The ErgoMatt, with air-assisted technology, by ErgoCare
The ErgoMatt, with air-assisted technology, by ErgoCare

This is how it works: “When staff inflate the mattress, air lifts the patient within five seconds. Air escapes through tiny holes on the bottom which act as a lubricant and breaks the friction plane, making it 90 percent easier than a slide board. The patient is then supported on a comfortable bed of air eliminating pressure points and skin shear/tear as the patient is in contact with the ErgoMatt at all times. It also prevents post-op bleeding, dislocations and bruising due to transfers. ErgoCare has been successfully implemented in the VA, University, Naval, Air Force, Scripps, Kaiser, CHW/Dignity, Sutter, Magnet and many other hospitals.”

Jeff Bell, Vice President, National Accounts, LINET Americas Inc. says it’s very common for nurses to injure themselves while repositioning patients up in bed, despite the availability of lifting equipment. “Why? It’s a matter of practicality,” suggested Bell. “Products such as floor-based and ceiling-mounted lifts can be effective in safely moving patients, however, it takes time and multiple caregivers to do it. In today’s healthcare environment and reduced reimbursement, it’s hard for hospitals to staff to that level, so nothing really changes unless technology or process improvement allows hospitals the ability to do more with the same level of staff.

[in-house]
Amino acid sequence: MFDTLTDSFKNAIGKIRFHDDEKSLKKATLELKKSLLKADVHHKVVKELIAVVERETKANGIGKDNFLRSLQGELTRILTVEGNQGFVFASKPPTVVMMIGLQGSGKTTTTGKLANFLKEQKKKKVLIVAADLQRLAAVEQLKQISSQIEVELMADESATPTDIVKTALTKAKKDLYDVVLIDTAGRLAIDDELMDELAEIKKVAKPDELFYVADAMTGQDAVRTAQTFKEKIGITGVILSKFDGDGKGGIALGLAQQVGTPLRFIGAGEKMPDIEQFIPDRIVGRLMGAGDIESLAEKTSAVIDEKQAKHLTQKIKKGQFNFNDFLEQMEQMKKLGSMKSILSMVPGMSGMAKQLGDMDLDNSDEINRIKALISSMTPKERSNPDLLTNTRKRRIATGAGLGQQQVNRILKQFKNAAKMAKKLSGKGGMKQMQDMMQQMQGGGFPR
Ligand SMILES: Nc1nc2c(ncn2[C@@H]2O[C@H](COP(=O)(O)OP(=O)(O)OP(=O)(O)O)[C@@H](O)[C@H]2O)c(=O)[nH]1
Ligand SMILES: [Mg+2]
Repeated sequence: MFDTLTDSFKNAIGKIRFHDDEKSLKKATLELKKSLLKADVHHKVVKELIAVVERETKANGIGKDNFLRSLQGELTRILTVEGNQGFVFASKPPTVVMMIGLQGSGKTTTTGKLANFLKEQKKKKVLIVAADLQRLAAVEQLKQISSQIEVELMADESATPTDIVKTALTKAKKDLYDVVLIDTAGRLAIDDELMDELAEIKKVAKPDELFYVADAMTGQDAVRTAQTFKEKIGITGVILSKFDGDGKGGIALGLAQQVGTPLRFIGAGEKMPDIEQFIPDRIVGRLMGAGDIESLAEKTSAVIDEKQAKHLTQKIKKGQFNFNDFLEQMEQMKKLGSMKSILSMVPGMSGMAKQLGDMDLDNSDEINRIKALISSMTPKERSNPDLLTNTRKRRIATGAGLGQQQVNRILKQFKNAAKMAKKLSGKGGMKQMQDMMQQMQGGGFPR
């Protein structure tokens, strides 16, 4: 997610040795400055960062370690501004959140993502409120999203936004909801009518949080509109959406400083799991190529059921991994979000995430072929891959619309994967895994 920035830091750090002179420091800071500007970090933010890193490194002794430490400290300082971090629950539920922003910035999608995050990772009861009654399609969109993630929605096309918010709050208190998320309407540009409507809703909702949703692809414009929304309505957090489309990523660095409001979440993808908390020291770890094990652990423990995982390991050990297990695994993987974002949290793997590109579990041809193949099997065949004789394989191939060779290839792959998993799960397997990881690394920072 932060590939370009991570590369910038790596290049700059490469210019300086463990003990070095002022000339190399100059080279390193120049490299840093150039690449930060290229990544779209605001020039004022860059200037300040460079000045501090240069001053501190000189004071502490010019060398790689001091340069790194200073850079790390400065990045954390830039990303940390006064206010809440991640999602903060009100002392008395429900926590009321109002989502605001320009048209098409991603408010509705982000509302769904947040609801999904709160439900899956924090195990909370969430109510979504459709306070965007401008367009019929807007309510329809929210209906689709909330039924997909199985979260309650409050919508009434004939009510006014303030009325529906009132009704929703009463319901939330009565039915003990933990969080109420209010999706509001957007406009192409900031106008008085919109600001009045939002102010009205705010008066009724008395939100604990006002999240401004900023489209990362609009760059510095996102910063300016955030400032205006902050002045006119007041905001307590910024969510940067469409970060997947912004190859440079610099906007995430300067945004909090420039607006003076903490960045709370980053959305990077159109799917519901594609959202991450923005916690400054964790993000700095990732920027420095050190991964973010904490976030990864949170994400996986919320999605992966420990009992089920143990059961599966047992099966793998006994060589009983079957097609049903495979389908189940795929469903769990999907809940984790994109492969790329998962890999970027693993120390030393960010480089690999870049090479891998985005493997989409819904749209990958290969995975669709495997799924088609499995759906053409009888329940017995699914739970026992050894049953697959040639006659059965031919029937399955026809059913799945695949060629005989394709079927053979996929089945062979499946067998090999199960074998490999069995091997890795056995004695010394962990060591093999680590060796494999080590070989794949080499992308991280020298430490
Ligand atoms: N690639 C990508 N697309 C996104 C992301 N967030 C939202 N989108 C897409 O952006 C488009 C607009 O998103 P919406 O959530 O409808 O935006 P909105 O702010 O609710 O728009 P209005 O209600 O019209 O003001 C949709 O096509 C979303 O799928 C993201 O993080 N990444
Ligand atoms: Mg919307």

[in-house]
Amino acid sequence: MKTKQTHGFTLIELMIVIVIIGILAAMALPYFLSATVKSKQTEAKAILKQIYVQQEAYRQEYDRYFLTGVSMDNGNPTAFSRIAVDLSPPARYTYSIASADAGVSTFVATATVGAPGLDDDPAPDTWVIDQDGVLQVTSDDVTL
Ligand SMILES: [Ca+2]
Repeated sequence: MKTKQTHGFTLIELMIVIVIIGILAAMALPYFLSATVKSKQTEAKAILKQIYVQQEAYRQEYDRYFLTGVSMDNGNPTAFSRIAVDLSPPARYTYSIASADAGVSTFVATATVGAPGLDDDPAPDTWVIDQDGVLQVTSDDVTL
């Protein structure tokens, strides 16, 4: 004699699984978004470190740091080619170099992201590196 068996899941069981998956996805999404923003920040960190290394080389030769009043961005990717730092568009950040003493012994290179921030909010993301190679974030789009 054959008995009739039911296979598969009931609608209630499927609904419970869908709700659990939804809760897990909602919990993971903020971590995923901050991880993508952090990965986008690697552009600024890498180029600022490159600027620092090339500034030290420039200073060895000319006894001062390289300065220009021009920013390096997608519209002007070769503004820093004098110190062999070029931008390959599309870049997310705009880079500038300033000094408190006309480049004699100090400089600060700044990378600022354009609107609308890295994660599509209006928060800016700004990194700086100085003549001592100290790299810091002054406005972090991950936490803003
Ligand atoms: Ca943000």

Multicare Bed with Hercules Patient Repositioner by LINET Americas Inc.
Multicare Bed with Hercules Patient Repositioner by LINET Americas Inc.

“If the solution doesn’t make life easier, safer, and more efficient for the caregiver, and at the same time improves care for the patient at a reasonable cost, nothing changes,” Bell continued. “The barrier in place for some hospitals is simply the economic reality that the technology chosen at the time of purchase was all there was, and it didn’t meet the change equation above. To put the right solution in place will require another purchase and some aren’t willing or able to make that happen.”